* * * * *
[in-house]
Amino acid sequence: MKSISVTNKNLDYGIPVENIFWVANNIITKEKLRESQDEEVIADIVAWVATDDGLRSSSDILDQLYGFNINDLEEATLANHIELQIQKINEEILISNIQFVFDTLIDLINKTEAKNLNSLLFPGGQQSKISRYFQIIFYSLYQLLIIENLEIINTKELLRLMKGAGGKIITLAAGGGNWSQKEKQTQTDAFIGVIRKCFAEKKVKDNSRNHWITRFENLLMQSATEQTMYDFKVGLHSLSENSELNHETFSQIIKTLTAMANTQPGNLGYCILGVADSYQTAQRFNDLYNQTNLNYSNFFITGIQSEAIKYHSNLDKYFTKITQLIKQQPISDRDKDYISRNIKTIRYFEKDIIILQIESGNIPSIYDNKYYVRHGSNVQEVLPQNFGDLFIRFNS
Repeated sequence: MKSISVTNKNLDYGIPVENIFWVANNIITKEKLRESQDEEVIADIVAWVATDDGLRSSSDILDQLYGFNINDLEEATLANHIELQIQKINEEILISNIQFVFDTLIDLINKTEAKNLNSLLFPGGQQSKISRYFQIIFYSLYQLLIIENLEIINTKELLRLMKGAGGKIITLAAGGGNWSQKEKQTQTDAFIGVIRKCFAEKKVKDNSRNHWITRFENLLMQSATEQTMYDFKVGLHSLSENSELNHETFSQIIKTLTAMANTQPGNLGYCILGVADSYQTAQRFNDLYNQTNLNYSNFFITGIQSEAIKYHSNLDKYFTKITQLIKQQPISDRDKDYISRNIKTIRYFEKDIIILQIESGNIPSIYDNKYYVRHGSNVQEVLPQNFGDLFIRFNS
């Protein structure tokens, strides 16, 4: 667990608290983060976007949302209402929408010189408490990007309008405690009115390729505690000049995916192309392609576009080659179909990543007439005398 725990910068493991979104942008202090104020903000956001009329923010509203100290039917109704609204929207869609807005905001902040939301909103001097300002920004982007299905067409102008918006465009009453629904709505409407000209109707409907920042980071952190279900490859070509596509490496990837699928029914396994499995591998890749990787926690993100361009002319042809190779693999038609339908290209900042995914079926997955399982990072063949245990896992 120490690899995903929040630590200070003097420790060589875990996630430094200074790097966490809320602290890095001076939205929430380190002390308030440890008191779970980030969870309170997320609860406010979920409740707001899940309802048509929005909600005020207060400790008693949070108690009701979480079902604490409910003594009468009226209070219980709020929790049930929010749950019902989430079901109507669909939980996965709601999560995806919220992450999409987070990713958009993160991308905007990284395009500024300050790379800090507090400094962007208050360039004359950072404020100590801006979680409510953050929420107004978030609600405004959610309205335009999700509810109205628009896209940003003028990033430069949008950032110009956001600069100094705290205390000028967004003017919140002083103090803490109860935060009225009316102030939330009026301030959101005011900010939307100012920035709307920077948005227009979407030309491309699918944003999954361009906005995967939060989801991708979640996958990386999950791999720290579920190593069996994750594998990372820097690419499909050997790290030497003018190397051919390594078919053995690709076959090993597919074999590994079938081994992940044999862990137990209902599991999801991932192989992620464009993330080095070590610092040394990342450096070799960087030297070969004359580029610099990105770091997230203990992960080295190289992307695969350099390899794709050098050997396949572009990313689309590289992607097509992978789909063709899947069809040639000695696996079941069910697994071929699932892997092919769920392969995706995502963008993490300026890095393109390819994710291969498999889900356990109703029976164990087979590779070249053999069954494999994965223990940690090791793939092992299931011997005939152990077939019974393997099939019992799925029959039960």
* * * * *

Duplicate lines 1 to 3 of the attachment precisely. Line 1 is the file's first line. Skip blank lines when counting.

[in-house]
Amino acid sequence: MKSISVTNKNLDYGIPVENIFWVANNIITKEKLRESQDEEVIADIVAWVATDDGLRSSSDILDQLYGFNINDLEEATLANHIELQIQKINEEILISNIQFVFDTLIDLINKTEAKNLNSLLFPGGQQSKISRYFQIIFYSLYQLLIIENLEIINTKELLRLMKGAGGKIITLAAGGGNWSQKEKQTQTDAFIGVIRKCFAEKKVKDNSRNHWITRFENLLMQSATEQTMYDFKVGLHSLSENSELNHETFSQIIKTLTAMANTQPGNLGYCILGVADSYQTAQRFNDLYNQTNLNYSNFFITGIQSEAIKYHSNLDKYFTKITQLIKQQPISDRDKDYISRNIKTIRYFEKDIIILQIESGNIPSIYDNKYYVRHGSNVQEVLPQNFGDLFIRFNS
Repeated sequence: MKSISVTNKNLDYGIPVENIFWVANNIITKEKLRESQDEEVIADIVAWVATDDGLRSSSDILDQLYGFNINDLEEATLANHIELQIQKINEEILISNIQFVFDTLIDLINKTEAKNLNSLLFPGGQQSKISRYFQIIFYSLYQLLIIENLEIINTKELLRLMKGAGGKIITLAAGGGNWSQKEKQTQTDAFIGVIRKCFAEKKVKDNSRNHWITRFENLLMQSATEQTMYDFKVGLHSLSENSELNHETFSQIIKTLTAMANTQPGNLGYCILGVADSYQTAQRFNDLYNQTNLNYSNFFITGIQSEAIKYHSNLDKYFTKITQLIKQQPISDRDKDYISRNIKTIRYFEKDIIILQIESGNIPSIYDNKYYVRHGSNVQEVLPQNFGDLFIRFNS